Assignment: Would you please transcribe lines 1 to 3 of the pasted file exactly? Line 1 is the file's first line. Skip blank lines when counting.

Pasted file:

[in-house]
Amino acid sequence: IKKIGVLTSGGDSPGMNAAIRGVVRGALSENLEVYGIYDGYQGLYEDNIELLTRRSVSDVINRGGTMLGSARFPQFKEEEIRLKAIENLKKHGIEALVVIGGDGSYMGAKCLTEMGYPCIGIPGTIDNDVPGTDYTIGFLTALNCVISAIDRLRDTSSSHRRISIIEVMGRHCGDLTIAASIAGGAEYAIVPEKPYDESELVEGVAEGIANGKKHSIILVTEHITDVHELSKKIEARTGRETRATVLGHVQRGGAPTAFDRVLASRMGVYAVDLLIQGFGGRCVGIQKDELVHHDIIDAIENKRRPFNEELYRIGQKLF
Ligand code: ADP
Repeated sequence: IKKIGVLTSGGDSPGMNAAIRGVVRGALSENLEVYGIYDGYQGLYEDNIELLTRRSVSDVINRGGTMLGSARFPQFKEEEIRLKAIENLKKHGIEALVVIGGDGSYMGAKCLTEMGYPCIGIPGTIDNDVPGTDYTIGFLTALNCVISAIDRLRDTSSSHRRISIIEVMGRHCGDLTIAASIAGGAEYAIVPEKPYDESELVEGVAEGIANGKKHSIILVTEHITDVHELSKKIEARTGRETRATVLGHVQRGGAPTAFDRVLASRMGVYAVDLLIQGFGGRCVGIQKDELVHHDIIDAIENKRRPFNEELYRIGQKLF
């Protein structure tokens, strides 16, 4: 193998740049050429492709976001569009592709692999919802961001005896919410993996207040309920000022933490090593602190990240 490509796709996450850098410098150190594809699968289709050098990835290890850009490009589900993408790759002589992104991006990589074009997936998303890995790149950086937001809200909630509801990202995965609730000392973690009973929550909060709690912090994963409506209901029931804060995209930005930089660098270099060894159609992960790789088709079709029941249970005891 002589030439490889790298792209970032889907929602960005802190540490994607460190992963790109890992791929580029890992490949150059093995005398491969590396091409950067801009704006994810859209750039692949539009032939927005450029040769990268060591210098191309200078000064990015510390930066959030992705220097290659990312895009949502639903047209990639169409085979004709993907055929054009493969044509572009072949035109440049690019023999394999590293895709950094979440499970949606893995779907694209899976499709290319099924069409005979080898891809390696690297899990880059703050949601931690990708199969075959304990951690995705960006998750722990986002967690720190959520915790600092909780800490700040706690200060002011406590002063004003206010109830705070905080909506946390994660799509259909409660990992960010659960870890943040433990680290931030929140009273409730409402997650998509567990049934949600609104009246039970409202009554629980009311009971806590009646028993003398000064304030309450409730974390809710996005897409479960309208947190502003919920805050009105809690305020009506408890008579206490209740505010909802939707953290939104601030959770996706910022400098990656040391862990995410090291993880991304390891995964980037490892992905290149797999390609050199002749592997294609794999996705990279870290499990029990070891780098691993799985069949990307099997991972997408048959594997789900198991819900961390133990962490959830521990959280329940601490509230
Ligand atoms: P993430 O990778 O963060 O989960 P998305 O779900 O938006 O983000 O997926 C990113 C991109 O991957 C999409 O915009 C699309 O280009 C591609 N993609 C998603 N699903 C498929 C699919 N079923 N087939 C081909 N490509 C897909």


[in-house]
Amino acid sequence: IKKIGVLTSGGDSPGMNAAIRGVVRGALSENLEVYGIYDGYQGLYEDNIELLTRRSVSDVINRGGTMLGSARFPQFKEEEIRLKAIENLKKHGIEALVVIGGDGSYMGAKCLTEMGYPCIGIPGTIDNDVPGTDYTIGFLTALNCVISAIDRLRDTSSSHRRISIIEVMGRHCGDLTIAASIAGGAEYAIVPEKPYDESELVEGVAEGIANGKKHSIILVTEHITDVHELSKKIEARTGRETRATVLGHVQRGGAPTAFDRVLASRMGVYAVDLLIQGFGGRCVGIQKDELVHHDIIDAIENKRRPFNEELYRIGQKLF
Ligand code: ADP